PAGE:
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17 CUNY L. Rev. Footnote Forum 1 (2013-2014)

handle is hein.journals/cunyform17 and id is 1 raw text is: 

              CUNY Law Review Footnote Forum
                            August 15, 2013

Recommended citation:
Frank Deale, Reflections on the History and Future of the Voting Rights Act in the Wake of
Shelby County, 17 CUNY L. REV. F. 1 (2013), http://www.cunylawreview.org/696/


                            Frank Deale*


   At the conclusion of America's deadliest military conflict, the United
States Congress sought to reconstruct a nation torn apart by civil war by
enacting a program of radical social change designed to eliminate the legal
disabilities shouldered by the newly freed African-American male
population. Included  in the numerous proposals was a series of
Amendments to the U.S. Constitution: the 13th Amendment would abolish
the institution of slavery; the 14th Amendment would provide equal
protection and due process under law to those with former slave status; and
the 15th Amendment would enable them to protect these rights via a right to
vote, unencumbered by race or color discrimination. The Congress was
empowered to enforce this provision with appropriate legislation.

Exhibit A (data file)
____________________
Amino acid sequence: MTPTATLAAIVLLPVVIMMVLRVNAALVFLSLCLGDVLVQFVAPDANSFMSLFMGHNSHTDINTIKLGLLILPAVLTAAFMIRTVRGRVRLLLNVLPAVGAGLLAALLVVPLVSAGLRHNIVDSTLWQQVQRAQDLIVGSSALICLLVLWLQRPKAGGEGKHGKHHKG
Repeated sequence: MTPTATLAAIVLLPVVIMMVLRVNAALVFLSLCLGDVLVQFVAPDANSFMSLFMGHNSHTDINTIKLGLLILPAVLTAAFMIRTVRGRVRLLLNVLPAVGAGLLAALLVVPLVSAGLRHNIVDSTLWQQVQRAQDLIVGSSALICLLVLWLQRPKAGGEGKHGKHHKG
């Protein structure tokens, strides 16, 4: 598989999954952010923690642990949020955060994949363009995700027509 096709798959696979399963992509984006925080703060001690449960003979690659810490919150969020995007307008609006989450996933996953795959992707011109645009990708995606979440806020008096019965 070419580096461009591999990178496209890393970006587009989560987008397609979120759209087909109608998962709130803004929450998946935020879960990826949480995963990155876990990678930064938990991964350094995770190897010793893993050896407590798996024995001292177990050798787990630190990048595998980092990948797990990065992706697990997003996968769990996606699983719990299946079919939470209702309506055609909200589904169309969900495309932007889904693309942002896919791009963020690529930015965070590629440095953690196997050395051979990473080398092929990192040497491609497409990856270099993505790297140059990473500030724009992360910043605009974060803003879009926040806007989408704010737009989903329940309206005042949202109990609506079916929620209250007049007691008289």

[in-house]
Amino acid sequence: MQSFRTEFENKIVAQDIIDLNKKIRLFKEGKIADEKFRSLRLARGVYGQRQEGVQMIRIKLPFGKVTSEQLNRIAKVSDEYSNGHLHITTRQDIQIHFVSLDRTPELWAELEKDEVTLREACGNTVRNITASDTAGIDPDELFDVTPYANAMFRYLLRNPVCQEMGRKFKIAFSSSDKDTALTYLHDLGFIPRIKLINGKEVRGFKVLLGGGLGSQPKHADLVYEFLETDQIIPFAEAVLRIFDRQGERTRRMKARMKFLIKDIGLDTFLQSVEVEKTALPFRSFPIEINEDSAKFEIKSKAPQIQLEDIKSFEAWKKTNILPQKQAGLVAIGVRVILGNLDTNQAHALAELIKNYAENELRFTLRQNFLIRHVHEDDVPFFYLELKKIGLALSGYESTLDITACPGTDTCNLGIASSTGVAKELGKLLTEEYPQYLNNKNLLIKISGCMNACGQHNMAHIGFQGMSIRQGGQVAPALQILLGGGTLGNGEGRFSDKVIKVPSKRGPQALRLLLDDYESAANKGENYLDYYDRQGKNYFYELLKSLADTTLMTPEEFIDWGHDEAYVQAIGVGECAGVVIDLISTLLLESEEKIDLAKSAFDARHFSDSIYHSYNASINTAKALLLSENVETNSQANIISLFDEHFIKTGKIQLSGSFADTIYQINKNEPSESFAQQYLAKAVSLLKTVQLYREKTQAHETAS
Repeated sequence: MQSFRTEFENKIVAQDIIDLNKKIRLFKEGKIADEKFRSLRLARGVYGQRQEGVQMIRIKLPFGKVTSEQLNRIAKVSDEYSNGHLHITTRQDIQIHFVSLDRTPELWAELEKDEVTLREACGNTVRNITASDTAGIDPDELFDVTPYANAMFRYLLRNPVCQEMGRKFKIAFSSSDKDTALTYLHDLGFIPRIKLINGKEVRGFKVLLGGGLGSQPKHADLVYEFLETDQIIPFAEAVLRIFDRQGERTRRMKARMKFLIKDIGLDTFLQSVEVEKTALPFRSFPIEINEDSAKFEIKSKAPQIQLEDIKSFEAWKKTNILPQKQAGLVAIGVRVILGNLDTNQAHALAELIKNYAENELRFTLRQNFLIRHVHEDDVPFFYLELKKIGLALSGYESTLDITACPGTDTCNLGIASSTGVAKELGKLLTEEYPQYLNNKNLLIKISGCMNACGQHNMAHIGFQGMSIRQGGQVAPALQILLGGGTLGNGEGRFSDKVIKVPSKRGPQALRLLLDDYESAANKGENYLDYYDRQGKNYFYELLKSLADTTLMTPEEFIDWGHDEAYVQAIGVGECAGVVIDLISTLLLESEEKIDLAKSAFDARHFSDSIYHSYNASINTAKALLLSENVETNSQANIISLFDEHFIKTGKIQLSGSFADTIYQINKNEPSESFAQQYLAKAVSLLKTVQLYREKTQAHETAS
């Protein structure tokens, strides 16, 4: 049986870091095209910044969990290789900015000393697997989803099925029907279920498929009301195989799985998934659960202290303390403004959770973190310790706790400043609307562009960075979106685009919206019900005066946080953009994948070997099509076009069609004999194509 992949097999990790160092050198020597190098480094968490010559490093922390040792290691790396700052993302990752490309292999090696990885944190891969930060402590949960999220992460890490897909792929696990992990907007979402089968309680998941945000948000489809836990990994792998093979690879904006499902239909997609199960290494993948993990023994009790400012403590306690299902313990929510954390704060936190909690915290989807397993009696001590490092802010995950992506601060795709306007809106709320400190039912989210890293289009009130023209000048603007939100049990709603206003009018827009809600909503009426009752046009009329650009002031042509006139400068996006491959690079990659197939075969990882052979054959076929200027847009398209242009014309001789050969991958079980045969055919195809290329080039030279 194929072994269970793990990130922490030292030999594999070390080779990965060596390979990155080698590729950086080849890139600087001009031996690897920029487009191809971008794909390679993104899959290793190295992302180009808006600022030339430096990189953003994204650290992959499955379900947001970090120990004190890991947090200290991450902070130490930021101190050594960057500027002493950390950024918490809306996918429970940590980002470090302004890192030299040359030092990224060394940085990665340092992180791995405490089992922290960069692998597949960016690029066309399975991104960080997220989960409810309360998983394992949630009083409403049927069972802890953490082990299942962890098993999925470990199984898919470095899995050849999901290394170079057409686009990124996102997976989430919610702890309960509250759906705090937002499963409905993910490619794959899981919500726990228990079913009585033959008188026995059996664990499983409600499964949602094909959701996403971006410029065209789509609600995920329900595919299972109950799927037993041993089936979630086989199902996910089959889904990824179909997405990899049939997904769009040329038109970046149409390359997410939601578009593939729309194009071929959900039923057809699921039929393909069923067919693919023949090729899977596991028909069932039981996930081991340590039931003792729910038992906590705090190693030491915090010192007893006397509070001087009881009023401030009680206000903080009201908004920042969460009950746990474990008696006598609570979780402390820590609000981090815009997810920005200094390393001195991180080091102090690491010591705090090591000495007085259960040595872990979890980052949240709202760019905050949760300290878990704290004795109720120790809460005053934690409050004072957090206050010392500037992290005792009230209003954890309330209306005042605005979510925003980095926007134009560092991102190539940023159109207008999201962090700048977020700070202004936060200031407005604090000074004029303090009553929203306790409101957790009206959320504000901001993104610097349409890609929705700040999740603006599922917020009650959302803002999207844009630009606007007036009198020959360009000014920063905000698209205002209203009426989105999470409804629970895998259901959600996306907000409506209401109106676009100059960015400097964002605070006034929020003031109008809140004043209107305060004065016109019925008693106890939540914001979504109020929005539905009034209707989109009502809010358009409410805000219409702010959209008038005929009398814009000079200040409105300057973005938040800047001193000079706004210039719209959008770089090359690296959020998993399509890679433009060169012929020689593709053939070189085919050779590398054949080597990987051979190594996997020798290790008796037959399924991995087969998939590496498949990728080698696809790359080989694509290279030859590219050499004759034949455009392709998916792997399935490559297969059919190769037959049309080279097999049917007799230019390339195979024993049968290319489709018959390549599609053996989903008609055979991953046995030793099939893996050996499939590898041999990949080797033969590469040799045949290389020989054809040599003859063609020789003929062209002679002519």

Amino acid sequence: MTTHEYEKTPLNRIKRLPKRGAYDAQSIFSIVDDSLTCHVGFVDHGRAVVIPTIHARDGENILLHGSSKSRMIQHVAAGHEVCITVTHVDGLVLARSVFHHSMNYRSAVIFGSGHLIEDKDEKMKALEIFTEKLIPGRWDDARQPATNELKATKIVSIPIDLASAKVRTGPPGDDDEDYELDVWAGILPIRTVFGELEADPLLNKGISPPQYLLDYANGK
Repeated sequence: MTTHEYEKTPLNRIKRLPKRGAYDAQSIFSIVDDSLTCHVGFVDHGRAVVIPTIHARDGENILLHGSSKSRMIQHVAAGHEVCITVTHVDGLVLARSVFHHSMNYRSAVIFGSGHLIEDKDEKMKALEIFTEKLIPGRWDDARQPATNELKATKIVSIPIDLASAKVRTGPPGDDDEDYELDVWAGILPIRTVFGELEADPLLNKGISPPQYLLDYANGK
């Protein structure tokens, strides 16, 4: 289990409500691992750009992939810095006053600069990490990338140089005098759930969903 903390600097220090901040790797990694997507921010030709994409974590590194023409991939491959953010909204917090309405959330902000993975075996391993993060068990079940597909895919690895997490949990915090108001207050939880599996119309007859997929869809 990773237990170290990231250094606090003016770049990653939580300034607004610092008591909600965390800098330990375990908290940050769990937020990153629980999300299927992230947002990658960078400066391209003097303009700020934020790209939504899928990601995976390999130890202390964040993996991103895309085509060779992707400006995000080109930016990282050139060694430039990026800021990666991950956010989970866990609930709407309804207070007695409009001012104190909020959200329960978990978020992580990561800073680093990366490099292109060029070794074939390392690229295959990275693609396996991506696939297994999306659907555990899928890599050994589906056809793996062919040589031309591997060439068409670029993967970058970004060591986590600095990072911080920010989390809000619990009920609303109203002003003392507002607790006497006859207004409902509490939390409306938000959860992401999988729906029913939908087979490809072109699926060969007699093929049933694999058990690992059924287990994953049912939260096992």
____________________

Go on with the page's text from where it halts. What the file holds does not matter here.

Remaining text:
Less than 50 years after the enactment of these historic provisions, a
substantial number of African-Americans went to polling stations in the
state of Alabama, the home of Shelby County, seeking to register as voters
for an upcoming election. In flagrant violation of the language in the
Constitution, they were turned away because of their race. Undaunted, over
5,000 of them joined a civil case to enforce the Constitution, which was
heard by the Supreme Court of the United States. The Court correctly
understood the gist of the plaintiffs' complaint, which was that the great
mass of the white population intends to keep the blacks from voting.' Yet,

     Professor of Law, CUNY School of Law. Professor Deale has taught on the faculty
of Rutgers Law School, Newark, and for 14 years was a member of the staff of the Center
for Constitutional Rights, where he served successively as staff attorney, Associate Legal
Director, and Legal Director. Among the classes he teaches at CUNY School of Law are
Federal Courts, Civil Procedure, and Civil Rights.
    1 Giles v. Harris, 189 U.S. 475, 487 (1903).

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